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Old February 7th, 2009, 05:55 AM
victorkane victorkane is offline
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Default You hit the nail on the head

First of all, thanks so much for your praise. Basically, in writing the book I have tried to achieve just that, the possibility of folks not having to go through a steep learning curve by putting everything you need in a single place.

Your two questions point to a huge difficulty in Drupal architecture, namely that of the configuration, both in terms of things like blocks and module installation, being mixed with content in the database in such a way that it is no trivial task to "merge" similar databases in the way you describe.

On the one hand, there are possible solutions, that need to be digested and adapted to your process. On the other, there are integration and build strategies you must set up in your team.

Regarding possible solutions, every now and then in the Drupal community, solutions have been promised, but there has never been a straightforward, practical solution that just works.

Reading and ways forward on this topic:

2. Also see Kathleen's Database scripts, published on Drupal, which may very well be the answer to your question, but it needs to be digested and adapted to your process:;
3. Greg's deploy module:
4. The Aegir group of modules, with hosting, provisioning and site install/deploy scripts:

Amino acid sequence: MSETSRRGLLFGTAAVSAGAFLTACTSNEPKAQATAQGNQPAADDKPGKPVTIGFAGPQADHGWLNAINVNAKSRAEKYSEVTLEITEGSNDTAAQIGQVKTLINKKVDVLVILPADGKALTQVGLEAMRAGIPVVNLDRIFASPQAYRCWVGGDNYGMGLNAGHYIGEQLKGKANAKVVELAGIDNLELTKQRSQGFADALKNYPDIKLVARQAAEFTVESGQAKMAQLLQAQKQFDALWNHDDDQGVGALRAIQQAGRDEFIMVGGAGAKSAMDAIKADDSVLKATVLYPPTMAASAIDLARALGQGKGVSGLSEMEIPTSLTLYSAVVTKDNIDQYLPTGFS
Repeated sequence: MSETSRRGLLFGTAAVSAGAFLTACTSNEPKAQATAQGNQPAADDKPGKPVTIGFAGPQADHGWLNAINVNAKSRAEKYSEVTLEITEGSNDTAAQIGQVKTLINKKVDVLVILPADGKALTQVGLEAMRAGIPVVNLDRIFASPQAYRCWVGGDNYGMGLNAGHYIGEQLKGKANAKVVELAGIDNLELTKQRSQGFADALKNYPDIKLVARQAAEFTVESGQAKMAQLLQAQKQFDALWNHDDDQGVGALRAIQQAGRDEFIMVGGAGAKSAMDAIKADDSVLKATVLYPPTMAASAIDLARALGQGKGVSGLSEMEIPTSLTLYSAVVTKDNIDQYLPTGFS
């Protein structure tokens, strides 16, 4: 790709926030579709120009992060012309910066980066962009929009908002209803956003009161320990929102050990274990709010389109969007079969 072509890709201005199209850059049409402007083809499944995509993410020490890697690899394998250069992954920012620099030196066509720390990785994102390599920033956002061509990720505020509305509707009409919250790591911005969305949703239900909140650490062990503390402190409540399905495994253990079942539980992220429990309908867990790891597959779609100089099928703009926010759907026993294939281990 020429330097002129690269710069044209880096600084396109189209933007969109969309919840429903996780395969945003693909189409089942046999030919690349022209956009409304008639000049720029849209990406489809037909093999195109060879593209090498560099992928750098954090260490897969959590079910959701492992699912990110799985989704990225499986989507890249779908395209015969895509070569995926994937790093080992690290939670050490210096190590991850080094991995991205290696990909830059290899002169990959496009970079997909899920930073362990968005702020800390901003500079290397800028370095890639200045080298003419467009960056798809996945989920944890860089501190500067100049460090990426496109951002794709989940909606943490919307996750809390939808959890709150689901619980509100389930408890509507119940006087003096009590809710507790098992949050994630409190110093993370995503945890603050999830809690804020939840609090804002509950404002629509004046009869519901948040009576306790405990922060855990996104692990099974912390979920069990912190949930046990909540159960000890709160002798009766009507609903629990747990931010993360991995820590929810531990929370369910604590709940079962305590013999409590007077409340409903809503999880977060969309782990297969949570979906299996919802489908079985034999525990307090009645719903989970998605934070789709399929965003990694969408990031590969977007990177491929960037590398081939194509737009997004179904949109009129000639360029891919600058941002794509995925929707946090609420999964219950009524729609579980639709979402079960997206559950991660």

5. Other solutions that have been suggested over the years, like incrementing the node counter by odd or even increments on development and production machines, and the like.
6. Installing content remotely via protocols such as REST and XML-RPC (blog api and the services module) allow some separation of configuration and content. See my own article:

So, the other side of the coin is that a team strategy has to be developed, and it involves an "integration moment". That is, individual developers, who may use the SVN repository to branch, must each be invited to merge.

This may not be as painful a moment as might be imagined. By branching the code, that is, the Drupal instance, a developer may be able to abstract their work into a module, including code-based views as .inc files (dealt with in Chapter 14), where the database configuration can be dealt with as an install script that accompanies the module. Installation profile resources (also dealt with in Chapter 14) are another method, especially taking into account modules that export database configuration to scripts.

This is as realistic an answer as I can give you at this point in Drupal history.

On a practical level, you may simply need more than ever to work on a test site, figure out what you want to do, then repeat that work on the production site where the content is held.

We can explore this in more detail, as need be, and you are invited also to join in the Leveraging Drupal Workshop Central, by leaving comments, which is just getting underway (there is a separate child page for each chapter):

I will place the gist of this discussion under Chapter 3.

Thanks again for your feedback.

Victor Kane
Victor Kane
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